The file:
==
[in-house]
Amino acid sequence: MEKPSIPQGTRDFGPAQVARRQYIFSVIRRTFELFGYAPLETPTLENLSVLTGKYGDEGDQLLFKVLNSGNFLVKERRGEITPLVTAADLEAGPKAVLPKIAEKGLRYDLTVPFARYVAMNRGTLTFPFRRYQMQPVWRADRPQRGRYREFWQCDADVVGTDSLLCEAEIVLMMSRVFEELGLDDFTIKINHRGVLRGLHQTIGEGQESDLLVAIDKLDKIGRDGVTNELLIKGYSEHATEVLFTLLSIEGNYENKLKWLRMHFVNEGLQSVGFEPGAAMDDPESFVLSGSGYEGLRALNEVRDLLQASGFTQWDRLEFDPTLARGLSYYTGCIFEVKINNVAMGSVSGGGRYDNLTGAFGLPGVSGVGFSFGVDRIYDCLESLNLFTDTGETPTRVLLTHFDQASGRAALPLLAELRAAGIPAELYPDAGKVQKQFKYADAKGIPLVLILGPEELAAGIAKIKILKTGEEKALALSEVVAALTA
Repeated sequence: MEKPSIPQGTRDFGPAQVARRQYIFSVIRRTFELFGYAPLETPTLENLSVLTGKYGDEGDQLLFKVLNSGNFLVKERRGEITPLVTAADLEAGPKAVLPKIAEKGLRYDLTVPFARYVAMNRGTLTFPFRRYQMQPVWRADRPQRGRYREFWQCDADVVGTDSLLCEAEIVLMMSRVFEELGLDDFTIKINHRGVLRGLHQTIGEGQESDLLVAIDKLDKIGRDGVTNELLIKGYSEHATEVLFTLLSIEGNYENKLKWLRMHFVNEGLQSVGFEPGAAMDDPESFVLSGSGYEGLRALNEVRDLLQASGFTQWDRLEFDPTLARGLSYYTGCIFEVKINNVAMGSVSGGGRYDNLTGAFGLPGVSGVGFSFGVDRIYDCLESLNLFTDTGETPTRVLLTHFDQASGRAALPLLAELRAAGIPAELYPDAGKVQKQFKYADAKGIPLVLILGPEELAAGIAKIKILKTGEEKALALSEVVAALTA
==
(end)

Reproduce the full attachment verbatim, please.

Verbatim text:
[in-house]
Amino acid sequence: MEKPSIPQGTRDFGPAQVARRQYIFSVIRRTFELFGYAPLETPTLENLSVLTGKYGDEGDQLLFKVLNSGNFLVKERRGEITPLVTAADLEAGPKAVLPKIAEKGLRYDLTVPFARYVAMNRGTLTFPFRRYQMQPVWRADRPQRGRYREFWQCDADVVGTDSLLCEAEIVLMMSRVFEELGLDDFTIKINHRGVLRGLHQTIGEGQESDLLVAIDKLDKIGRDGVTNELLIKGYSEHATEVLFTLLSIEGNYENKLKWLRMHFVNEGLQSVGFEPGAAMDDPESFVLSGSGYEGLRALNEVRDLLQASGFTQWDRLEFDPTLARGLSYYTGCIFEVKINNVAMGSVSGGGRYDNLTGAFGLPGVSGVGFSFGVDRIYDCLESLNLFTDTGETPTRVLLTHFDQASGRAALPLLAELRAAGIPAELYPDAGKVQKQFKYADAKGIPLVLILGPEELAAGIAKIKILKTGEEKALALSEVVAALTA
Repeated sequence: MEKPSIPQGTRDFGPAQVARRQYIFSVIRRTFELFGYAPLETPTLENLSVLTGKYGDEGDQLLFKVLNSGNFLVKERRGEITPLVTAADLEAGPKAVLPKIAEKGLRYDLTVPFARYVAMNRGTLTFPFRRYQMQPVWRADRPQRGRYREFWQCDADVVGTDSLLCEAEIVLMMSRVFEELGLDDFTIKINHRGVLRGLHQTIGEGQESDLLVAIDKLDKIGRDGVTNELLIKGYSEHATEVLFTLLSIEGNYENKLKWLRMHFVNEGLQSVGFEPGAAMDDPESFVLSGSGYEGLRALNEVRDLLQASGFTQWDRLEFDPTLARGLSYYTGCIFEVKINNVAMGSVSGGGRYDNLTGAFGLPGVSGVGFSFGVDRIYDCLESLNLFTDTGETPTRVLLTHFDQASGRAALPLLAELRAAGIPAELYPDAGKVQKQFKYADAKGIPLVLILGPEELAAGIAKIKILKTGEEKALALSEVVAALTA